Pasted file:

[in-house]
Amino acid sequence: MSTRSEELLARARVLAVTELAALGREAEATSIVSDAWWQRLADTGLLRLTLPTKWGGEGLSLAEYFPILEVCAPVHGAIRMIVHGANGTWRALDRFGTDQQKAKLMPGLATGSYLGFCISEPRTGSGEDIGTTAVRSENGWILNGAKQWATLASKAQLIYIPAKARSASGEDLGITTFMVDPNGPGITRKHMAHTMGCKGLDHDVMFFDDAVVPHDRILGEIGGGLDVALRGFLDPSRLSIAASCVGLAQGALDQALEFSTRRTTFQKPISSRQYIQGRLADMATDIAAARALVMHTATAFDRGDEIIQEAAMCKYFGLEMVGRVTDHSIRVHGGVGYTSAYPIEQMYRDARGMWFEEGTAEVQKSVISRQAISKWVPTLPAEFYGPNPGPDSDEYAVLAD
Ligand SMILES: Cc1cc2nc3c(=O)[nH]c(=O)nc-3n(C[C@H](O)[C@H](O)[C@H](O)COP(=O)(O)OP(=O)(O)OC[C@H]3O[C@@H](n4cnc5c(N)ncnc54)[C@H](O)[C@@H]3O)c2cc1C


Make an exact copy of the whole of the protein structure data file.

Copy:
[in-house]
Amino acid sequence: MSTRSEELLARARVLAVTELAALGREAEATSIVSDAWWQRLADTGLLRLTLPTKWGGEGLSLAEYFPILEVCAPVHGAIRMIVHGANGTWRALDRFGTDQQKAKLMPGLATGSYLGFCISEPRTGSGEDIGTTAVRSENGWILNGAKQWATLASKAQLIYIPAKARSASGEDLGITTFMVDPNGPGITRKHMAHTMGCKGLDHDVMFFDDAVVPHDRILGEIGGGLDVALRGFLDPSRLSIAASCVGLAQGALDQALEFSTRRTTFQKPISSRQYIQGRLADMATDIAAARALVMHTATAFDRGDEIIQEAAMCKYFGLEMVGRVTDHSIRVHGGVGYTSAYPIEQMYRDARGMWFEEGTAEVQKSVISRQAISKWVPTLPAEFYGPNPGPDSDEYAVLAD
Ligand SMILES: Cc1cc2nc3c(=O)[nH]c(=O)nc-3n(C[C@H](O)[C@H](O)[C@H](O)COP(=O)(O)OP(=O)(O)OC[C@H]3O[C@@H](n4cnc5c(N)ncnc54)[C@H](O)[C@@H]3O)c2cc1C